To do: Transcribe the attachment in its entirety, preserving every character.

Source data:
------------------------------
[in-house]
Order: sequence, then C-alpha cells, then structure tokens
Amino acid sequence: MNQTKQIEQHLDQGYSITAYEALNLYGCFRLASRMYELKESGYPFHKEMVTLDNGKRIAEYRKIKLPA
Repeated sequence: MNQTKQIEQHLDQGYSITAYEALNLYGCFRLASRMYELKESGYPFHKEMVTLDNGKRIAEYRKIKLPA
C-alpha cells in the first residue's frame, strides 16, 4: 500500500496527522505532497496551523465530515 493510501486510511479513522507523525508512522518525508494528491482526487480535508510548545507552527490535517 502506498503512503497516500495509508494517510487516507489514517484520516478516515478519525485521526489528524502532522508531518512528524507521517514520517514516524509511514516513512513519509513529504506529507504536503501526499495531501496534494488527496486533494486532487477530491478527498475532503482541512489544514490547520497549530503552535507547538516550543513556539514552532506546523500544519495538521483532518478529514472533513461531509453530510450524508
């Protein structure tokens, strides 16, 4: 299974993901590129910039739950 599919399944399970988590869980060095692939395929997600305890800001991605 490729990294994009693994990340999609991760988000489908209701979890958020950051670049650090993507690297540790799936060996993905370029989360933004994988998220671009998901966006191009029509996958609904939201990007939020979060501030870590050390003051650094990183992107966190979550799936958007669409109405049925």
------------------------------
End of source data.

[in-house]
Order: sequence, then C-alpha cells, then structure tokens
Amino acid sequence: MNQTKQIEQHLDQGYSITAYEALNLYGCFRLASRMYELKESGYPFHKEMVTLDNGKRIAEYRKIKLPA
Repeated sequence: MNQTKQIEQHLDQGYSITAYEALNLYGCFRLASRMYELKESGYPFHKEMVTLDNGKRIAEYRKIKLPA
C-alpha cells in the first residue's frame, strides 16, 4: 500500500496527522505532497496551523465530515 493510501486510511479513522507523525508512522518525508494528491482526487480535508510548545507552527490535517 502506498503512503497516500495509508494517510487516507489514517484520516478516515478519525485521526489528524502532522508531518512528524507521517514520517514516524509511514516513512513519509513529504506529507504536503501526499495531501496534494488527496486533494486532487477530491478527498475532503482541512489544514490547520497549530503552535507547538516550543513556539514552532506546523500544519495538521483532518478529514472533513461531509453530510450524508
């Protein structure tokens, strides 16, 4: 299974993901590129910039739950 599919399944399970988590869980060095692939395929997600305890800001991605 490729990294994009693994990340999609991760988000489908209701979890958020950051670049650090993507690297540790799936060996993905370029989360933004994988998220671009998901966006191009029509996958609904939201990007939020979060501030870590050390003051650094990183992107966190979550799936958007669409109405049925």